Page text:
Monday, August 24, 2020

Fantasia Fest 2020 Review: THE MORTUARY COLLECTION

by Patrick Bromley
A horror anthology that gets it right.

The anthology is like the pizza of the horror genre, in that even when the makers get one wrong, I'm still happy to have it. These movies have an advantage other horror movies don't: they're able to reset every couple of minutes, offering a new segment and a new opportunity to win us over. We tend to hold them to different standards, too, in that they're so often judged by their best segment and not as the sum total of their parts. A horror anthology just has to give us one banger -- and hopefully no real stinkers -- and we'll be a fan forever.
The Mortuary Collection, playing this week as part of Fantasia Fest, has no stinkers in it, but it doesn't have a real banger, either -- no "The Raft" or "Lover's Vow." That's ok, though, because it all still works and is unusually consistent for an anthology. Writer/director Ryan Spindell has clearly studied decades' worth of anthologies, from Dead of Night to Amicus to Trick 'r Treat, and has crafted three tales (well, four, sort of, plus a wraparound) of twisted morality and nastiness right out of EC Comics. It isn't just a good horror anthology; it's a love letter to horror anthologies.

Clancy Brown stars as the excellently-named Montgomery Dark, a mortician interviewing a prospect (Caitlin Custer) for a possible job. She wants to hear stories about the bodies at the funeral home, so Mr. Dark begins to spin tales for her. The first and most succinct finds a young woman attacked by something lurking behind the bathroom mirror. In the second, a rapey fratboy (Jacob Elordi of The Kissing Booth) has the tables turned on him in unexpected ways. The third story centers around a man (Barak Hardley, Bounty Killer) with a terminally ill wife who's going to make good on his wedding vows one way or another. Finally, it's the girls turn to tell Mr. Dark a story, and she tells the story of a babysitting job gone horribly wrong when a killer pays a visit to the house.
The movie gets off to a somewhat bumpy start with the bathroom story, which is both too short and lacks any real kind of dramatic arc, but then Spindell calls attention to exactly this fact by having the young girl Sam express her own disappointment in those things. I get it, Spindell says. I know what you're here for. The rest of the segments take their time, introducing characters who range from flawed to downright monstrous, then more often than not deliver them a grisly comeuppance. The first real story -- the one about the frat douche getting his just desserts (in a year that has raised the bar for onscreen dick trauma thanks to movies like Porno and Yummy, this one has them both beat) -- leans much more horror comedy than the ones that follow, giving The Mortuary Collection a strong and compelling arc; it gets more serious and more intense as it goes. The last segment is the strongest, demonstrating that Spindell knows the importance of finishing big. There's a shot involving a TV that's worth the price of admission alone.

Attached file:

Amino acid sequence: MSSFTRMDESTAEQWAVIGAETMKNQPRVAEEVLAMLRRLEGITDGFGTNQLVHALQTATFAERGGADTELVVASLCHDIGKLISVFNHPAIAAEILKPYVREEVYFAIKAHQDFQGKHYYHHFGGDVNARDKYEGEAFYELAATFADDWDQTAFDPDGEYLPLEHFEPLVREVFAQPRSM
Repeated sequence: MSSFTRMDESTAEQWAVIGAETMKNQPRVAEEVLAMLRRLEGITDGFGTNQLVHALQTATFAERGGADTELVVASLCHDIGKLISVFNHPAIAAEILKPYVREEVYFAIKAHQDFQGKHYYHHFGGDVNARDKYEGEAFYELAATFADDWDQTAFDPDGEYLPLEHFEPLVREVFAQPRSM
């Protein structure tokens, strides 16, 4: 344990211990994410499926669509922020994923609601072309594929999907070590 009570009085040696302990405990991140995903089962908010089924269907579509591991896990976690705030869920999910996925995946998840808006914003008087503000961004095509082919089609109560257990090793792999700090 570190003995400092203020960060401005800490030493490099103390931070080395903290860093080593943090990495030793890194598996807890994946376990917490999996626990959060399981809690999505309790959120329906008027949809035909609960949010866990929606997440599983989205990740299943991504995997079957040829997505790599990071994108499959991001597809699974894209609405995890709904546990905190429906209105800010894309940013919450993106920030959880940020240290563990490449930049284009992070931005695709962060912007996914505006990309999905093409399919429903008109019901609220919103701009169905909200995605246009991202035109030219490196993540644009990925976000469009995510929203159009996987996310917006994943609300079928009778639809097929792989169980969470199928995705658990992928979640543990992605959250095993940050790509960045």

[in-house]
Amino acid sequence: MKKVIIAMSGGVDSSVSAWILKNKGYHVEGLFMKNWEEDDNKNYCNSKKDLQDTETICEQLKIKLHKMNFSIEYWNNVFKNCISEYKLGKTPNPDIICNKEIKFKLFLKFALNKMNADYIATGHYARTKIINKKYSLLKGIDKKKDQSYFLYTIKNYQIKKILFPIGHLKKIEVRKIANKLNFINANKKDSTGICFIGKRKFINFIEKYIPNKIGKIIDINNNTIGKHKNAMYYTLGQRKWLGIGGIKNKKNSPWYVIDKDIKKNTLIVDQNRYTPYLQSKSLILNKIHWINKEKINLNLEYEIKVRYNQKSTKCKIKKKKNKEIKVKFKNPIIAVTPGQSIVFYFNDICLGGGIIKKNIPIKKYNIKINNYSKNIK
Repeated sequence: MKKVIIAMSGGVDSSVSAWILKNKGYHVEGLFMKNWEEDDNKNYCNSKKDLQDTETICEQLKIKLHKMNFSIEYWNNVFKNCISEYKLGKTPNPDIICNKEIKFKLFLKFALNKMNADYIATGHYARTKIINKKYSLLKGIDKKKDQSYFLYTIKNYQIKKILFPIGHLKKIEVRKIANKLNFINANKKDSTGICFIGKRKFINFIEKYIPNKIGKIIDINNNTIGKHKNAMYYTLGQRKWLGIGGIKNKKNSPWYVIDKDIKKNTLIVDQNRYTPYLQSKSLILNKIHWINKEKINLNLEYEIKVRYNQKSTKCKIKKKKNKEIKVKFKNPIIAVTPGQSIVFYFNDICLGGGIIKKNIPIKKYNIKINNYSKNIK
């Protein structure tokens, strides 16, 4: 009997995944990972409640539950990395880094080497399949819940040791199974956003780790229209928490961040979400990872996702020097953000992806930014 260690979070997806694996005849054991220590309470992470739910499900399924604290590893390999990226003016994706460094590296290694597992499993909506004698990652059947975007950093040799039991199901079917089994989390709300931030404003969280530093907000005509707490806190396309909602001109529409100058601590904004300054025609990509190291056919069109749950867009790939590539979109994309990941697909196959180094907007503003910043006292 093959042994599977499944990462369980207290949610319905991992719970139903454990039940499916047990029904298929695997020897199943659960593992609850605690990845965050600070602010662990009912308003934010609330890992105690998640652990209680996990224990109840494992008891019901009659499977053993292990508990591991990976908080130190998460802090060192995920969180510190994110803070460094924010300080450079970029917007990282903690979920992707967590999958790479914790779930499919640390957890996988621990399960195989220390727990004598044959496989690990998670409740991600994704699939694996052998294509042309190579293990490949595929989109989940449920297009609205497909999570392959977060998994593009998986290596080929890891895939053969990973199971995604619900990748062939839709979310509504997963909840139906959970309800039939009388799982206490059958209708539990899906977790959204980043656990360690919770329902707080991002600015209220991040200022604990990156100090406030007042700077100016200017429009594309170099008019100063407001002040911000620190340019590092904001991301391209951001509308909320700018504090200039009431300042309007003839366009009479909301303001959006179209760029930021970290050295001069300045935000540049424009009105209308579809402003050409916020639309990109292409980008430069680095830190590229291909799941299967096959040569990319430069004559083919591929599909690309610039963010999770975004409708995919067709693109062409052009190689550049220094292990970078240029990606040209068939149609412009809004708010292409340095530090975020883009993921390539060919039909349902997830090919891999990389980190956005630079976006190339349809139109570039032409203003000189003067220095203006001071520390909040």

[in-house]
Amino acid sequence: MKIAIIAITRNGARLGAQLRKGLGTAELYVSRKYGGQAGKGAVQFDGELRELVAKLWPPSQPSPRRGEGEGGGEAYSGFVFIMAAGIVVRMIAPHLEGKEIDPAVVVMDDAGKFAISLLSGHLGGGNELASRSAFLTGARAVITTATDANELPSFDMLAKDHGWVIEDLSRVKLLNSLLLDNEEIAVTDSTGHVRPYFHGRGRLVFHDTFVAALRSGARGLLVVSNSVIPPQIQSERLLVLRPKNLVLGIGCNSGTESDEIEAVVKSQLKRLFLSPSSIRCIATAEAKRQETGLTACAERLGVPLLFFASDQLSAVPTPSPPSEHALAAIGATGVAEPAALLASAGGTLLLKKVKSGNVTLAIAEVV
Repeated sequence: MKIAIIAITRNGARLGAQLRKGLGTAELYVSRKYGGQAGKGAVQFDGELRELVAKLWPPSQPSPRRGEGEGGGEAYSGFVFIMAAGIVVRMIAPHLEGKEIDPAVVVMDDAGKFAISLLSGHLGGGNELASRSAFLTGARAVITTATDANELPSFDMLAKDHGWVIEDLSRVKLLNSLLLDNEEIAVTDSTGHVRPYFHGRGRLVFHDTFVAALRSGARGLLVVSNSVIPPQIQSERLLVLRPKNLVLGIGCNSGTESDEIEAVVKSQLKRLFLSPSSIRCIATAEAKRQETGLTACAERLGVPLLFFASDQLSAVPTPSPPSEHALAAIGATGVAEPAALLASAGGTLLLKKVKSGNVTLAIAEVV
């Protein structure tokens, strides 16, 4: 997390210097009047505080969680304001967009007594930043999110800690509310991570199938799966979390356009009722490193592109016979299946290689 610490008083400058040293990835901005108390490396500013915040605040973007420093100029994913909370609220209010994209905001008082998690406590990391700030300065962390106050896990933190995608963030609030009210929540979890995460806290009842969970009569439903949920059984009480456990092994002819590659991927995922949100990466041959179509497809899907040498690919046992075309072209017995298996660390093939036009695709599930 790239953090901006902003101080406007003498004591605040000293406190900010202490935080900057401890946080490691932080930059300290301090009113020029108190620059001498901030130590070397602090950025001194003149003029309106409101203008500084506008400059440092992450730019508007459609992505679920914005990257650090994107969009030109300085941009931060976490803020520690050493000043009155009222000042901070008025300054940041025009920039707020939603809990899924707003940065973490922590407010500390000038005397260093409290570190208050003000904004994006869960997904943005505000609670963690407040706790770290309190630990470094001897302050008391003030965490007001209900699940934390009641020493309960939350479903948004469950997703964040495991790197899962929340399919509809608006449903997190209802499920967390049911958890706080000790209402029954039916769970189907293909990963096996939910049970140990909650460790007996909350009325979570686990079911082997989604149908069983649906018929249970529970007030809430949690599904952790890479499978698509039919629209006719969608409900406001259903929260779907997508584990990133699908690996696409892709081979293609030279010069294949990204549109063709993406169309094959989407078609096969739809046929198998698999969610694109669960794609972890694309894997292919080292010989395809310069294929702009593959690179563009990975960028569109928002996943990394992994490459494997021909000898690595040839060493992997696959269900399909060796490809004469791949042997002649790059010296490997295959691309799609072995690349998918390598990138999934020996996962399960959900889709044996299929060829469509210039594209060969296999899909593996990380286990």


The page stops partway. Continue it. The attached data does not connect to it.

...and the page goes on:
I love the production design, too, which is never period-specific but has an aesthetic and somewhat desaturated color palette in keeping with the late '60s and '70s. It gives the film an Amicus vibe for which I'm a total sucker, but combines that with '80s Amblin and '90s horror. The wraparound alone has references to both Tales from the Hood and Tales from the Darkside: The Movie, two of the best anthologies to come out of that decade. Clancy Brown is perfect at the center of the film, his deep bass practically made for telling spooky stories, his eyelids heavy under old age prosthetics, his backstory appropriately mysterious. There are touches throughout the film that get it just right, that tell us that Spindell is a tried and true horror fan. He's One of Us, and his movie proves it.
The Mortuary Collection feels both old-fashioned and contemporary, a celebration of horror past with its head in the present. It's a movie with a good vibe, which is hard to quantify and put into words but the kind of thing you know when you feel it. There are a lot of horror anthologies, but there aren't necessarily a lot of good horror anthologies. Most of the time, they're inconsistent at best. The Mortuary Collection is one of the good ones.

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